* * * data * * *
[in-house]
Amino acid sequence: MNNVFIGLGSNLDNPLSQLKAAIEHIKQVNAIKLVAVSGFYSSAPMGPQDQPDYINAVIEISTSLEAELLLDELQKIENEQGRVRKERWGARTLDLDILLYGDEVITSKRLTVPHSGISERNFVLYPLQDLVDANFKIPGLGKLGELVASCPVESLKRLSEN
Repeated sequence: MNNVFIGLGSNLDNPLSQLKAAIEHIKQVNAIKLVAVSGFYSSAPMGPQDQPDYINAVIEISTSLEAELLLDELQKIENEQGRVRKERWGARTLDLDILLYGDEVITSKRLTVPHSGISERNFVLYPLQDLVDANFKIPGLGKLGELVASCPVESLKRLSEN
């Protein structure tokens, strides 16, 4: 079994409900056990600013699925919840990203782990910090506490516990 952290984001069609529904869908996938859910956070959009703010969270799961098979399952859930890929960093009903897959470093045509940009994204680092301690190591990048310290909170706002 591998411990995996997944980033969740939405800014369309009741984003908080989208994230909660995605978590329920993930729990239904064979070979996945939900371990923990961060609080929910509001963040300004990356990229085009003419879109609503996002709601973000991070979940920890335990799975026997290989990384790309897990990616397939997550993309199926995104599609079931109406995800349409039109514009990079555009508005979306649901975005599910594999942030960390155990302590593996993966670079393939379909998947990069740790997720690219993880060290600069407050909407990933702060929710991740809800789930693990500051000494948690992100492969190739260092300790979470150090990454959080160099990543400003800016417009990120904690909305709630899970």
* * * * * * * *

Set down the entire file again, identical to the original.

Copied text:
[in-house]
Amino acid sequence: MNNVFIGLGSNLDNPLSQLKAAIEHIKQVNAIKLVAVSGFYSSAPMGPQDQPDYINAVIEISTSLEAELLLDELQKIENEQGRVRKERWGARTLDLDILLYGDEVITSKRLTVPHSGISERNFVLYPLQDLVDANFKIPGLGKLGELVASCPVESLKRLSEN
Repeated sequence: MNNVFIGLGSNLDNPLSQLKAAIEHIKQVNAIKLVAVSGFYSSAPMGPQDQPDYINAVIEISTSLEAELLLDELQKIENEQGRVRKERWGARTLDLDILLYGDEVITSKRLTVPHSGISERNFVLYPLQDLVDANFKIPGLGKLGELVASCPVESLKRLSEN
């Protein structure tokens, strides 16, 4: 079994409900056990600013699925919840990203782990910090506490516990 952290984001069609529904869908996938859910956070959009703010969270799961098979399952859930890929960093009903897959470093045509940009994204680092301690190591990048310290909170706002 591998411990995996997944980033969740939405800014369309009741984003908080989208994230909660995605978590329920993930729990239904064979070979996945939900371990923990961060609080929910509001963040300004990356990229085009003419879109609503996002709601973000991070979940920890335990799975026997290989990384790309897990990616397939997550993309199926995104599609079931109406995800349409039109514009990079555009508005979306649901975005599910594999942030960390155990302590593996993966670079393939379909998947990069740790997720690219993880060290600069407050909407990933702060929710991740809800789930693990500051000494948690992100492969190739260092300790979470150090990454959080160099990543400003800016417009990120904690909305709630899970």